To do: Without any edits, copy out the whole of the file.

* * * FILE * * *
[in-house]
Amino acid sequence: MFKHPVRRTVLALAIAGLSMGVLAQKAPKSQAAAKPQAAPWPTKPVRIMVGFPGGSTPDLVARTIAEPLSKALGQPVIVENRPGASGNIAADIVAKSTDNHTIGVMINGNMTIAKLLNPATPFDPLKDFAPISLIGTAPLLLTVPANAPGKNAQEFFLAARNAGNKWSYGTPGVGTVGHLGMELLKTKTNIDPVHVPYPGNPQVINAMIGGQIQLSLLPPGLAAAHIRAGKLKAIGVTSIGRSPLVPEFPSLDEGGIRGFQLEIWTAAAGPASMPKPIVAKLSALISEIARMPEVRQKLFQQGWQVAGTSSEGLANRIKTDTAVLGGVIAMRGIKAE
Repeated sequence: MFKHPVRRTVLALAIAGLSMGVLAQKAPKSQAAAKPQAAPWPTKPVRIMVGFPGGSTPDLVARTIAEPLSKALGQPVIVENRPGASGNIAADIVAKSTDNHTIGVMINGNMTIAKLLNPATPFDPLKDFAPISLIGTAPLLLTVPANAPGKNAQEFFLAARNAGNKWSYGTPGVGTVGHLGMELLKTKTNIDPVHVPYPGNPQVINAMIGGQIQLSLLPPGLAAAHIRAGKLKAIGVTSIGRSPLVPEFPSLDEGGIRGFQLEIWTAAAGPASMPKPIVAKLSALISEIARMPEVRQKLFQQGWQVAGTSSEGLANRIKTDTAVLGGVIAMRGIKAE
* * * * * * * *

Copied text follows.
[in-house]
Amino acid sequence: MFKHPVRRTVLALAIAGLSMGVLAQKAPKSQAAAKPQAAPWPTKPVRIMVGFPGGSTPDLVARTIAEPLSKALGQPVIVENRPGASGNIAADIVAKSTDNHTIGVMINGNMTIAKLLNPATPFDPLKDFAPISLIGTAPLLLTVPANAPGKNAQEFFLAARNAGNKWSYGTPGVGTVGHLGMELLKTKTNIDPVHVPYPGNPQVINAMIGGQIQLSLLPPGLAAAHIRAGKLKAIGVTSIGRSPLVPEFPSLDEGGIRGFQLEIWTAAAGPASMPKPIVAKLSALISEIARMPEVRQKLFQQGWQVAGTSSEGLANRIKTDTAVLGGVIAMRGIKAE
Repeated sequence: MFKHPVRRTVLALAIAGLSMGVLAQKAPKSQAAAKPQAAPWPTKPVRIMVGFPGGSTPDLVARTIAEPLSKALGQPVIVENRPGASGNIAADIVAKSTDNHTIGVMINGNMTIAKLLNPATPFDPLKDFAPISLIGTAPLLLTVPANAPGKNAQEFFLAARNAGNKWSYGTPGVGTVGHLGMELLKTKTNIDPVHVPYPGNPQVINAMIGGQIQLSLLPPGLAAAHIRAGKLKAIGVTSIGRSPLVPEFPSLDEGGIRGFQLEIWTAAAGPASMPKPIVAKLSALISEIARMPEVRQKLFQQGWQVAGTSSEGLANRIKTDTAVLGGVIAMRGIKAE